How to DIY a Crypto Index Fund?

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Two days ago I wrote a blog on a brainstorming session with Shorupan Pirakaspathy and Warren Carson (of Nvest and Global X Change), whom I met at World Blockchain Summit (WBS) Taipei.

Our main topic was on how we could make index fund truly accessible to people, so more could take part in the upcoming crypto/blockchain boom, yet in a very safe way, with an instrument that has been proven on the stock market and endorsed by Warren Buffett himself.

The discussions were based on our current offering of Joint Commonwealth Fund (JCF), a crypto index fund aimed at making basic income universal and feasible by the private sector.

We immediately got some good feedback, including two main issues within the proposal:

1. how can a system perform “automatic re-balancing” of individualized index fund? As the whole point of a “fund” is to accumulate people’s money into the same place, so that certain “costs” associated with managing, or operating the money could be minimized.

2. where will the private keys be stored? If the system were to “automatically” perform re-balancing on behalf of the investor, then it must have access to the private keys. This goes counter with individualized index funds, and is also the main security vulnerability for centralized exchanges.

I’ll try to offer some suggestions as to how they can be addressed, but by no means they are comprehensive as these are still concepts in progress. My proposals are the follows:

1. A user (investor) keeps all investment funds in a personal private wallet (such as Chrome wallet).

2. The user sends portfolio status to an “index fund service” to get re-balancing suggestions given desired parameters (such as by top 10, 20 cryptos, certain crypto class, and max ratio for an asset).

3. After recommendations are received, the user wallet executes re-balancing via a decentralized exchange (DEX) interface. Or perhaps an interface service to major exchanges (such as Global X Change).

This approach will have the benefit of having no entry/exit/management fees (0% fee), except the fees to perform re-balancing trades. Another important aspect is that, as no “index tokens” need to be created, we can avoid the issues of “security tokens” and the related compliance implications.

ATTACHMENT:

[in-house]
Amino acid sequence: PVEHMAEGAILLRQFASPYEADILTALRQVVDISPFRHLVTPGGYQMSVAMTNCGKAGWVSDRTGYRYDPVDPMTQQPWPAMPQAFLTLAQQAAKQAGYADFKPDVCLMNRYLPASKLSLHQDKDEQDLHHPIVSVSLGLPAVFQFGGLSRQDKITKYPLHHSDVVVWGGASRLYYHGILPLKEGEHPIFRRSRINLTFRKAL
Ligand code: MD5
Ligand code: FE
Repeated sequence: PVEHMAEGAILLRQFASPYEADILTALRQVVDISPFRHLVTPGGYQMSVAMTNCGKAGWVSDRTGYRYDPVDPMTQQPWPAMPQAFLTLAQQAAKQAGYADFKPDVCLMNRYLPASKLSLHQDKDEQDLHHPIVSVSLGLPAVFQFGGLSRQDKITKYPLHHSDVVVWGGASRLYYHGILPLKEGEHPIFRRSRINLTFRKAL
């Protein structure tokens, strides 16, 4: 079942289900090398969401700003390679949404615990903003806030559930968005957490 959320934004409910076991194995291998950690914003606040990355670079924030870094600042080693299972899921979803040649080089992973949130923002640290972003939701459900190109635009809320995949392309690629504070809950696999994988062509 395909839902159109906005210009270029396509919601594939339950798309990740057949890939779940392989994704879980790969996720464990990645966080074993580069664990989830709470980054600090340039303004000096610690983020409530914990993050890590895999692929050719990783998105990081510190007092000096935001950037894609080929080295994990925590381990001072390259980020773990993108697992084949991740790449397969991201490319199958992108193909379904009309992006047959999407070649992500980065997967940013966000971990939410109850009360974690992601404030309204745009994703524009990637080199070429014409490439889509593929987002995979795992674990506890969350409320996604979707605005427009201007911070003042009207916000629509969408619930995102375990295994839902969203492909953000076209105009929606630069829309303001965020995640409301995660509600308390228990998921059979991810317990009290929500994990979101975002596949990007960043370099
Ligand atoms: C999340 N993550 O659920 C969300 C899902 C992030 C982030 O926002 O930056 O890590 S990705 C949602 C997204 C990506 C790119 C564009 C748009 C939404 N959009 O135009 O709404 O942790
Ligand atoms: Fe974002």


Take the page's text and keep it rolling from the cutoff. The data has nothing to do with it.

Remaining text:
Now, there are few “optional” items that a user can choose to participate, namely:

1. Centralized custody and re-balancing

Considering the potential high costs in re-balancing (the smaller the fund, the higher the cost ratio), and the risks of keeping private keys personally, a user may decide to put a designated percentage (can be from 0% to 100%) of this “personal fund” to a centralized custody service.

This service in turn will bear the responsibility of keeping the assets safe, while charging an annual fee (such as 0.1%) or an equivalent monthly fee. An added benefit is that as the centralized fund may be able to re-balance with lower overall trading fees due to the economy of scale.

2. Support of a passive (basic) system

To provide a long-term social safety net to either the investor him/herself or to friends and family, the user may choose to participate in a “dividend program”, where up to 15% of the annual “profit” (determined as the capital gain of the invested amount) may be sent at the user’s consent to a smart contract, which keeps and redistributes the fund for passive income purpose.

This is akin to an “automatic profit tax”, where the “dividend pool” would pay 25% of its total size as a dividends to all KYC-verified users equally. The user status may need to be renewed annually to verify aliveness.

Users must be a “dividend pool” contributor for more than a year to receive the dividend, which also would mean that longer a user stays, the more passive income received.

To enlarge user-base to non-investors, users can also donate / give the dividends received automatically to another designated personal or organizational account, thus supporting a passive income system off the potential profits generated by his / her personal index fund.

The above ideas may still be rough, but I hope they would stir up discussions about how a new technology such as blockchain could become an instrument for social good, allowing more people to benefit financially, as opposed to simply making the rich gets richer.

If you enjoy this article, please check out Joint Commonwealth Fund (JCF) as well.



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